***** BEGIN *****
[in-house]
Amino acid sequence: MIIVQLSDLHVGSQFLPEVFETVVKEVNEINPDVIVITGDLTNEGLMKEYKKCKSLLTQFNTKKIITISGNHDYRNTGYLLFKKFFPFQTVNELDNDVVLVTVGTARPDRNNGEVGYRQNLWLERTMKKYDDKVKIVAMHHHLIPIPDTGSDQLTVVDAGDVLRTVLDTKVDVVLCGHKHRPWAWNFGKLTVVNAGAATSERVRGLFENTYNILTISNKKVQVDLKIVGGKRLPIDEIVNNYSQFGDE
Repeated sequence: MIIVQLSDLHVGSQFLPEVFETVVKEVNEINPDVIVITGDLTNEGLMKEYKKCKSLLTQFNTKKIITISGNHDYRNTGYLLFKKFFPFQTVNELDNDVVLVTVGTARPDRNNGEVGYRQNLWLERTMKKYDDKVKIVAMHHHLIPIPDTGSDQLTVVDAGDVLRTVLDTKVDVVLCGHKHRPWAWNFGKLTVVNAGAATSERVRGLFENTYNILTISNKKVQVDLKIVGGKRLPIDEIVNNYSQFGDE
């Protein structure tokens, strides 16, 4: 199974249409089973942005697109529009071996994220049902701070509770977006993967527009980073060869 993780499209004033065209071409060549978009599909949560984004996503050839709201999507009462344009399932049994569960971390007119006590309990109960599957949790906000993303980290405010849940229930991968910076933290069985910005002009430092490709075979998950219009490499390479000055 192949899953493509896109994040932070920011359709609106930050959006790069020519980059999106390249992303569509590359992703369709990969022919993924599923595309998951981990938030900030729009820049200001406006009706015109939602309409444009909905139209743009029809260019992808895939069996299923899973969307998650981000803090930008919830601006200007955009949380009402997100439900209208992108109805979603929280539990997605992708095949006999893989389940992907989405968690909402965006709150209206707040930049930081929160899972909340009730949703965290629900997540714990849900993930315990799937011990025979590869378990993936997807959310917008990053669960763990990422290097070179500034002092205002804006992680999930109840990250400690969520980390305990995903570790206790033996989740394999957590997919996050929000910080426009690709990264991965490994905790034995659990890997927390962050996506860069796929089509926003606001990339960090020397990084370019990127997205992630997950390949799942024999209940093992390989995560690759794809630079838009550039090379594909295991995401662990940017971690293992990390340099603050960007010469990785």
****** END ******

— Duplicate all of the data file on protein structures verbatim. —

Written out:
[in-house]
Amino acid sequence: MIIVQLSDLHVGSQFLPEVFETVVKEVNEINPDVIVITGDLTNEGLMKEYKKCKSLLTQFNTKKIITISGNHDYRNTGYLLFKKFFPFQTVNELDNDVVLVTVGTARPDRNNGEVGYRQNLWLERTMKKYDDKVKIVAMHHHLIPIPDTGSDQLTVVDAGDVLRTVLDTKVDVVLCGHKHRPWAWNFGKLTVVNAGAATSERVRGLFENTYNILTISNKKVQVDLKIVGGKRLPIDEIVNNYSQFGDE
Repeated sequence: MIIVQLSDLHVGSQFLPEVFETVVKEVNEINPDVIVITGDLTNEGLMKEYKKCKSLLTQFNTKKIITISGNHDYRNTGYLLFKKFFPFQTVNELDNDVVLVTVGTARPDRNNGEVGYRQNLWLERTMKKYDDKVKIVAMHHHLIPIPDTGSDQLTVVDAGDVLRTVLDTKVDVVLCGHKHRPWAWNFGKLTVVNAGAATSERVRGLFENTYNILTISNKKVQVDLKIVGGKRLPIDEIVNNYSQFGDE
């Protein structure tokens, strides 16, 4: 199974249409089973942005697109529009071996994220049902701070509770977006993967527009980073060869 993780499209004033065209071409060549978009599909949560984004996503050839709201999507009462344009399932049994569960971390007119006590309990109960599957949790906000993303980290405010849940229930991968910076933290069985910005002009430092490709075979998950219009490499390479000055 192949899953493509896109994040932070920011359709609106930050959006790069020519980059999106390249992303569509590359992703369709990969022919993924599923595309998951981990938030900030729009820049200001406006009706015109939602309409444009909905139209743009029809260019992808895939069996299923899973969307998650981000803090930008919830601006200007955009949380009402997100439900209208992108109805979603929280539990997605992708095949006999893989389940992907989405968690909402965006709150209206707040930049930081929160899972909340009730949703965290629900997540714990849900993930315990799937011990025979590869378990993936997807959310917008990053669960763990990422290097070179500034002092205002804006992680999930109840990250400690969520980390305990995903570790206790033996989740394999957590997919996050929000910080426009690709990264991965490994905790034995659990890997927390962050996506860069796929089509926003606001990339960090020397990084370019990127997205992630997950390949799942024999209940093992390989995560690759794809630079838009550039090379594909295991995401662990940017971690293992990390340099603050960007010469990785």